(Here comes the final pitch: If you’ve been putting off donating, it’s not too late. Consider giving “to” the Karbach team generally instead of to me (we need a bit more then $6K to meet our team goal), or pick a name from that list that’s below the $400 minimum — riders who don’t reach it will have to pay it themselves, in addition to the hundreds it costs to enter the ride.)
Ok, Heathen Nation, here we are. Five days from now, I’ll be on my bike on the way to Austin. I think I’ve trained enough to make it; I’ve logged over 1,000 miles on my bike in these last few months, and deferred no end of amusing invitations that conflicted with training rides. I’ve even lost a pants size, which is pretty cool.
What I haven’t done, though, is meet my fundraising goal. I was super humbled months ago when, thanks to you, I met my minimum donation level in a matter of hours. That’s really incredible, and I can’t thank you early adopters enough. I was even more staggered when, in the hours and days that followed, I rose to the top of the list on my team thanks to the 20+ folks who gave so generously in my name. Now I want us to hit it out of the park this week.
When so many of you responded so quickly, I raised my goal from the rider minimum of $400 to a more lofty but do-able $2,000. We’re very, very close to that right now. I think, though, that we can do even better. One of the reasons I decided to ride this year actually had nothing to do with MS (though obviously it’s a great cause): I want my TEAM, Karbach Brewing, to make a big splash on per-rider donations in this, their first year fielding a team.
Karbach have been super supportive of community efforts in town, and especially bike-related events. They’re a great group of friendly people who happen to make some really awesome beer, and I think they deserve to have a great first year with the MS150.
So my ask now is actually a little more complicated than it was before. I’ll make my personal goal, no problem. I’d love it if you’d help me obliterate that arbitrary number. That’s a little selfish, sure, but I like being #1. It’d be cool to reach $2,500 or even $3,000.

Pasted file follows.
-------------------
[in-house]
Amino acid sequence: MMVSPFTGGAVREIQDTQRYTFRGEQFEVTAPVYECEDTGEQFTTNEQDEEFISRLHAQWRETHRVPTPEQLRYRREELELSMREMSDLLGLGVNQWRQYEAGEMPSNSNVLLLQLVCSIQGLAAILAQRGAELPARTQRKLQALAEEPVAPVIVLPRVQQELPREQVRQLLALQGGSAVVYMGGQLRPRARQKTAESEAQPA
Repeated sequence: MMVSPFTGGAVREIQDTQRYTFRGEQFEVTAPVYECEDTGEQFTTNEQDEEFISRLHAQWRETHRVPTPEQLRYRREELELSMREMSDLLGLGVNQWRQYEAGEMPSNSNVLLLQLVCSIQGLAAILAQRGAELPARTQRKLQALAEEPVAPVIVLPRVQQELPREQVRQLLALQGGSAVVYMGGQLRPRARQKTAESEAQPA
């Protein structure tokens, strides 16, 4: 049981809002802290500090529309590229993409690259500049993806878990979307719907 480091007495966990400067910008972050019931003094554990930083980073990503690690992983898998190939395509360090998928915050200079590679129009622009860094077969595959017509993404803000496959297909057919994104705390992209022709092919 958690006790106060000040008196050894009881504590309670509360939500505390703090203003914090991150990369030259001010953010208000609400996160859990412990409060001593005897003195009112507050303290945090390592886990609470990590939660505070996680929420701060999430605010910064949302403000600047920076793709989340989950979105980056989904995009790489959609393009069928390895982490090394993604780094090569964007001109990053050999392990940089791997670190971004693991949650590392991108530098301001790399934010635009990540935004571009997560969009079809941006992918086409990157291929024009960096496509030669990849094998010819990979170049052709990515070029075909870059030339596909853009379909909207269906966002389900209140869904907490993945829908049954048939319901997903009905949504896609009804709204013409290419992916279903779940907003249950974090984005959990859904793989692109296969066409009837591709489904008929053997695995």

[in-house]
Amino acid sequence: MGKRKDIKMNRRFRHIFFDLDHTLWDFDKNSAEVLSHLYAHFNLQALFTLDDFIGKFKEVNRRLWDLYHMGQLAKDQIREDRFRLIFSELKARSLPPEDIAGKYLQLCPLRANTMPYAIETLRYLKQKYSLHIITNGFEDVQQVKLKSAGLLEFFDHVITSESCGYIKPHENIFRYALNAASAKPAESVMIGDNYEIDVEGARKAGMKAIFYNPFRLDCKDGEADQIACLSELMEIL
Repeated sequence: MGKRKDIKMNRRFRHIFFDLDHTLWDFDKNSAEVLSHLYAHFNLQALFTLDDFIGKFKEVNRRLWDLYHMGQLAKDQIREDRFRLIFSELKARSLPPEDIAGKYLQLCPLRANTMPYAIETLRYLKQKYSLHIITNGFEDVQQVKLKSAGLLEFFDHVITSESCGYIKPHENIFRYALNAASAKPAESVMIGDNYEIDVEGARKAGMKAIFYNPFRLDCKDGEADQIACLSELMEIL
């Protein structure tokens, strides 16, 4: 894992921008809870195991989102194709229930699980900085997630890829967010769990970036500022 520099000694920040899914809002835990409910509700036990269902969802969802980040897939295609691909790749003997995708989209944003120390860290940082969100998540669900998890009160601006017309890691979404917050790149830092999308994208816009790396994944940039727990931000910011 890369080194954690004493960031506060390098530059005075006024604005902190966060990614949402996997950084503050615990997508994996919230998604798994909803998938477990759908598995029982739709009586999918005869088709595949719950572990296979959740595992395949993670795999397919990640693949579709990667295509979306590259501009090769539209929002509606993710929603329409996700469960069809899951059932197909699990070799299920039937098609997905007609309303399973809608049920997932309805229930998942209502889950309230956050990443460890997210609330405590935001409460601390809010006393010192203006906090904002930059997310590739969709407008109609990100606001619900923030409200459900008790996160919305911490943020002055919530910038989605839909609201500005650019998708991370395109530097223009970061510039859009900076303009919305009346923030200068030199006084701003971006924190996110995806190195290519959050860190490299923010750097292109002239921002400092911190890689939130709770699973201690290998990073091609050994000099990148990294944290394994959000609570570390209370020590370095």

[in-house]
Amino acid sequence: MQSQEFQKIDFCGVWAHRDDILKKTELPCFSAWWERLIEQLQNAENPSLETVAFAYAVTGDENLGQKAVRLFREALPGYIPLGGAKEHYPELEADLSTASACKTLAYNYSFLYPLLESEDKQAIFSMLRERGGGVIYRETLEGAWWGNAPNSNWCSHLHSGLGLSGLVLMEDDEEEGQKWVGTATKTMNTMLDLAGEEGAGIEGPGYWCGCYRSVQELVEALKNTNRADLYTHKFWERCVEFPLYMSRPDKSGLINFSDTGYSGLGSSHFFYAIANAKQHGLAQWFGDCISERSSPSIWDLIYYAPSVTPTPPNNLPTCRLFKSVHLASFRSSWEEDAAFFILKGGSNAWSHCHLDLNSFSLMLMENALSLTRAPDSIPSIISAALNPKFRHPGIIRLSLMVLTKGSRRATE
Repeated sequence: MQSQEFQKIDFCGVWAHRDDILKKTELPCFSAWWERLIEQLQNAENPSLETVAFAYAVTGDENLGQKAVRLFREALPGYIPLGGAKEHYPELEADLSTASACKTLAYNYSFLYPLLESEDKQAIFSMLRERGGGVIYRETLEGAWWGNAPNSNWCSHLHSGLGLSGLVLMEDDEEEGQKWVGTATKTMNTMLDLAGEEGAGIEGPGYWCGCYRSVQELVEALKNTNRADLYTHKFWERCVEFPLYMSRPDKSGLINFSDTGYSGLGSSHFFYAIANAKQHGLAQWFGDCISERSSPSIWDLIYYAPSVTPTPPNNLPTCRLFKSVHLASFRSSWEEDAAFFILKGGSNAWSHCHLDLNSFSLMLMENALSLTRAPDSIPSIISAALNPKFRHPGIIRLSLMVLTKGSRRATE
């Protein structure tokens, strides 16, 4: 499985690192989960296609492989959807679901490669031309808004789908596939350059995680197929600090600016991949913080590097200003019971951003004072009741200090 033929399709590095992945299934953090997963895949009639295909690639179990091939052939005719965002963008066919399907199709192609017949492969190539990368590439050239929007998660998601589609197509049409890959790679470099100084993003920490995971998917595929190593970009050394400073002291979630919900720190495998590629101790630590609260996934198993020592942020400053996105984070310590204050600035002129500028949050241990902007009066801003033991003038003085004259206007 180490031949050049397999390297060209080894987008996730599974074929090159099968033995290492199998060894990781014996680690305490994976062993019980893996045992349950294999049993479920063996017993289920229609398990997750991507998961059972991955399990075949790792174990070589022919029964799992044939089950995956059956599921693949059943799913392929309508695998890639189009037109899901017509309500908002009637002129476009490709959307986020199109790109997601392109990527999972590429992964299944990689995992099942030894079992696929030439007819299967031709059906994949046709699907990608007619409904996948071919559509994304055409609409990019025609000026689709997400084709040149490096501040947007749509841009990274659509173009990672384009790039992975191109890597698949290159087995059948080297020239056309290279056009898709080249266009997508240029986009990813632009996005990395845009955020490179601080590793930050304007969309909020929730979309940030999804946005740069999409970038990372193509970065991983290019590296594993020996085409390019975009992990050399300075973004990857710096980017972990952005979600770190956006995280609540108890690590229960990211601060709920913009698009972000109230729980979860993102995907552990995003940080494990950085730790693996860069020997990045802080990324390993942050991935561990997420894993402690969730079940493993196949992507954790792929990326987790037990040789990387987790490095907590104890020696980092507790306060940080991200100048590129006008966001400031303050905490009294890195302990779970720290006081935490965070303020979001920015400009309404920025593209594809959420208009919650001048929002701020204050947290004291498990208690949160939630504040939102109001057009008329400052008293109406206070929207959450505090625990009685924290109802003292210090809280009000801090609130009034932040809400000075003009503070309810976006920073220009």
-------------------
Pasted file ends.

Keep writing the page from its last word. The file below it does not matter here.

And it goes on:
As an alternative, though, you could go here and choose one of our riders who has not yet met their $400 minimum. Riders are expected to raise or donate that amount, so folks who haven’t reached that level will have to go out of pocket to meet their quota — even after the fairly high MS150 registration fees and team fees. That would kinda suck, so even if you’ve given to me this year, consider dropping another $25 on one of the folks who needs it on my team. That’ll help them, and it’ll help the Karbach Team get closer to our team goal of $40,000.
Thanks again to all of you. You’re awesome. I’m really, seriously humbled by how many of you jumped on this so quickly. It inspires me, and God knows I’ll need that next Saturday; I haven’t ridden 100 miles since Reagan was president.
Some elaborate new update to their employee back-end just showed me this warning:
Seriously. If closing a browser window can fuck up my account, I really don’t have much faith in you chuckleheads holding on to all sorts of personal information safely.
Oh, and apparently it’s nearly all fucking FLASH. WTF?
Reasons My Son Is Crying is today’s winner in the “single serving Tumblr site” race.
Two words: Tentacle chandaliers. Maybe Mrs Heathen will want one over the dining room table?
As it turns out, I really AM riding the MS150 this year. Here’s my personal page, wherein you may support my efforts. Expect periodic hassles, and some of you will be getting email.
A special to loyal Heathen, and in the style of Kickstarter, I am offering the following entirely ephemeral and intangible benefits:
For each donor at this level, I will post to the Internet one picture of me after a training ride, sun- and wind-burned, covered in road grime and sweat, and wearing cycling clothing.
Lovelorn admiration (silent).
For each donor at this level, I will remove from the Internet one picture of me after a training ride, sun- and wind-burned, covered in road grime and sweat, and wearing cycling clothing.
Lovelorn admiration (effusive, on this blog).
I will kiss you SQUARE ON THE MOUTH (no tongue)
We have returned from the mountaintop. We will now resume normal shenanigans, just as soon as our inner ears stop telling us that our townhouse is gently rolling in the blue, blue seas of the Caribbean.
This month, it has been ten years since this happened. Accompanying us on our pilgrimage was John Roderick (among other amazing artists), who performed (among other things) this terrific, and terrifically moving, song apropos of 1 February 2003:
Astute Heathen will recall Mrs Heathen’s affection for unusual lunchbox purses; one of her favorites is decorated on all sides with reproductions of some of the posters included in the story above. Our favorite is the excruciatingly correct “WHOM have you exposed to syphilis?”, but they’re all great art-deco delights despite (because of?) the subject matter.